Wednesday, April 1, 2009

Lathe-turned wood vase

Here is another project that I completed a couple years ago. It was a wedding present for a good friend.

I started by laminating pieces of rosewood, padauk, maple and walnut in a symmetric pattern. After the glue dried, I sawed off the corners, and mounted it in my wood lathe.
This was the largest chunk of wood that I had ever turned. The lathe took almost 5 seconds to get up to speed, and I was more than a little concerned about the wood coming loose.

I only have one proper wood lathe tool. It's a rough gouge, and I use only that tool to get very close to the final shape on most of my projects.

I use chisels, files, rasps, and finally sandpaper to finish the piece. I usually sand to 220 grit while the piece is still on the lathe. For the final pass, I stop the lathe and sand by hand in the direction of the grain.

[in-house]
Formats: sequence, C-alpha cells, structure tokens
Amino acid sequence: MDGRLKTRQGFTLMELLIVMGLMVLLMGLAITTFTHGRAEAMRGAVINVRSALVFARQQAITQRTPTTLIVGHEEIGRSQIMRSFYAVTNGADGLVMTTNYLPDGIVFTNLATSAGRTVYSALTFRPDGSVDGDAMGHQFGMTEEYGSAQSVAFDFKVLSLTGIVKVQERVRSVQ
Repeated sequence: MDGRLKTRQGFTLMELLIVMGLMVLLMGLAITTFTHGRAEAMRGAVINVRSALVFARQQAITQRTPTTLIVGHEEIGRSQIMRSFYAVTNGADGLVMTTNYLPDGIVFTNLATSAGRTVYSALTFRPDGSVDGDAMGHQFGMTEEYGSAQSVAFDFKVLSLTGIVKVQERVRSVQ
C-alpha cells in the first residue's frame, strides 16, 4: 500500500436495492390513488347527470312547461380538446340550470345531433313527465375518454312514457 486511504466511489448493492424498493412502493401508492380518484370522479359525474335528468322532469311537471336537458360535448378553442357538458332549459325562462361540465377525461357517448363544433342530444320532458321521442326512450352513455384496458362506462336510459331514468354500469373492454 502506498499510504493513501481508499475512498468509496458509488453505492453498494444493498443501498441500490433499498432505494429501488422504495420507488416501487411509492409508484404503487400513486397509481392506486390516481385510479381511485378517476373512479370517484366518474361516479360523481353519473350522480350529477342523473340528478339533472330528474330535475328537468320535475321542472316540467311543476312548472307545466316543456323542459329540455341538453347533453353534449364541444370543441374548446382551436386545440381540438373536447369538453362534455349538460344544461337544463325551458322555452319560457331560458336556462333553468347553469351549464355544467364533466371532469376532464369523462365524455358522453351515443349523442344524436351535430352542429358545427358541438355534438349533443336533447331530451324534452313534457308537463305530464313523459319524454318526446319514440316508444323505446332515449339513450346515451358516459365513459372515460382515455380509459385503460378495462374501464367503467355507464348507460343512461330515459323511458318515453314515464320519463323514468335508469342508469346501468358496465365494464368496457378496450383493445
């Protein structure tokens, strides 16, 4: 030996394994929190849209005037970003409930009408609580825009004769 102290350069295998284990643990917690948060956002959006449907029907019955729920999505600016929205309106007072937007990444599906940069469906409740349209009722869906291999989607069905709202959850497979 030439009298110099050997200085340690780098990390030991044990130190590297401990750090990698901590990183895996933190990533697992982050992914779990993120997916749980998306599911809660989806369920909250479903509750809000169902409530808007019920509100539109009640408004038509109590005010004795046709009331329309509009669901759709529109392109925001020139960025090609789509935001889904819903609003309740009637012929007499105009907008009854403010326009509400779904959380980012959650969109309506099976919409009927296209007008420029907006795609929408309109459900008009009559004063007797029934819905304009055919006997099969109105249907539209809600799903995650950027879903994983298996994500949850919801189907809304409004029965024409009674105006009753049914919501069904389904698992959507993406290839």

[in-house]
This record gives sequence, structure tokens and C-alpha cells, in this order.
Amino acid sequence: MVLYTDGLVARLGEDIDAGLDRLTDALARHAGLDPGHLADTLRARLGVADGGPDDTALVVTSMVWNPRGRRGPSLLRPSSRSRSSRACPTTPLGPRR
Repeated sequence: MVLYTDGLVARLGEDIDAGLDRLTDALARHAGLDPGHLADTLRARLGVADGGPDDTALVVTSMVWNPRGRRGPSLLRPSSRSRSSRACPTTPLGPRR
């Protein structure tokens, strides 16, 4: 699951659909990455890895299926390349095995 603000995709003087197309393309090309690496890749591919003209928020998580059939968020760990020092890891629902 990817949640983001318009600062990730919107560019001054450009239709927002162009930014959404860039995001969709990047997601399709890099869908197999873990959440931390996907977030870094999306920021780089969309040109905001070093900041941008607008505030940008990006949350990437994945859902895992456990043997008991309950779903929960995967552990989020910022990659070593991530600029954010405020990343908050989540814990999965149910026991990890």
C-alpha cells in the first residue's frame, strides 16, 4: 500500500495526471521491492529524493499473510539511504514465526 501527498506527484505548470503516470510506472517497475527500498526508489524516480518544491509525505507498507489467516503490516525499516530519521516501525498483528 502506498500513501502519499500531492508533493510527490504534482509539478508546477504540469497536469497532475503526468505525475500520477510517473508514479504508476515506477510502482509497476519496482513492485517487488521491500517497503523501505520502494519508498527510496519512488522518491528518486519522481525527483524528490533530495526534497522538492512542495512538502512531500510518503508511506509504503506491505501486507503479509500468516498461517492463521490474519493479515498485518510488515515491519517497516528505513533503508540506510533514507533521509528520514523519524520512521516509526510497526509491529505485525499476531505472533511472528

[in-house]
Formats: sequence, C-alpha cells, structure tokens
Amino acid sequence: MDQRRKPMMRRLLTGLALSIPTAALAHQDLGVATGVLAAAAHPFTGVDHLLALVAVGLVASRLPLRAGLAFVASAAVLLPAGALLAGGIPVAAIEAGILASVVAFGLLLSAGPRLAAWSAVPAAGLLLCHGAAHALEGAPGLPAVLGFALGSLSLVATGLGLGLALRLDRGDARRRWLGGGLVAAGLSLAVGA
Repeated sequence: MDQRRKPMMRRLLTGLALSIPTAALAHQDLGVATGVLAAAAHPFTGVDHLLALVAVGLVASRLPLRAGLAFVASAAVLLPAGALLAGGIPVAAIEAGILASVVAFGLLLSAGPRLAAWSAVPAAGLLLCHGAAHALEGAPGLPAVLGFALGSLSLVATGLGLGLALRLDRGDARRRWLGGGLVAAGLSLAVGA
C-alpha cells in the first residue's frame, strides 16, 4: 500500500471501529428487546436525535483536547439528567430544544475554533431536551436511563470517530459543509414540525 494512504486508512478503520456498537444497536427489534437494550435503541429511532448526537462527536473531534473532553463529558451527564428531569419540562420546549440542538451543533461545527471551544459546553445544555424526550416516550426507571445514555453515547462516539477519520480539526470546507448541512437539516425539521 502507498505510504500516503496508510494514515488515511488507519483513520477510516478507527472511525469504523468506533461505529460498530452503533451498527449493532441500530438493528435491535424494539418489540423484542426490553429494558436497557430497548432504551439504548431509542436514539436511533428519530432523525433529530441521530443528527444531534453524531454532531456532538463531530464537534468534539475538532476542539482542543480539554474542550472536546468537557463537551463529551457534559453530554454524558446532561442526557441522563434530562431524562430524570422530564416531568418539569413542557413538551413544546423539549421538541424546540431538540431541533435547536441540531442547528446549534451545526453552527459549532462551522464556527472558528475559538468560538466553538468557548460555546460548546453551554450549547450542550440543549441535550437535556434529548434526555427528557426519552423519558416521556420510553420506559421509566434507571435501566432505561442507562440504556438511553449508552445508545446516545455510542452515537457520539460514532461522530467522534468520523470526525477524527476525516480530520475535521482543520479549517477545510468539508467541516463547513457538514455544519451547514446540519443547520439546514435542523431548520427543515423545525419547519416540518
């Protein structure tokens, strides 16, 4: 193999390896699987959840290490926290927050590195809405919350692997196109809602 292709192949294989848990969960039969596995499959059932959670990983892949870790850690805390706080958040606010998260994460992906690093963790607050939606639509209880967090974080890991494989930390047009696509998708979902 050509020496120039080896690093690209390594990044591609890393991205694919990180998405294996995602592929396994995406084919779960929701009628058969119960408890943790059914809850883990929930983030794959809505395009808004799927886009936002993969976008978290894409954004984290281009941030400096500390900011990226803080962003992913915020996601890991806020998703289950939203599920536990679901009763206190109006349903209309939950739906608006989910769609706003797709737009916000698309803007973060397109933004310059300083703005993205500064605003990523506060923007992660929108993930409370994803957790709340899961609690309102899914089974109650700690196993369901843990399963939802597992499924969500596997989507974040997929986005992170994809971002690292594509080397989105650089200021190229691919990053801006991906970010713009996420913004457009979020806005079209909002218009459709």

I built a crazy-long extension for a Forstner bit.

I made an acrylic tube that sits down into the vase, allowing it to hold water without damage to the wood. The top section of the vase is painted with black semi-gloss. The wood finish is either wipe-on polyurethane or a Tung oil finish (I can't remember).


  1. Great Job. Love the finish.
    Cheers Jock

  2. I'm about to do an "holder" for a LED moodlight in wood and this just expanded my horizon.
    Awesome! Thank you!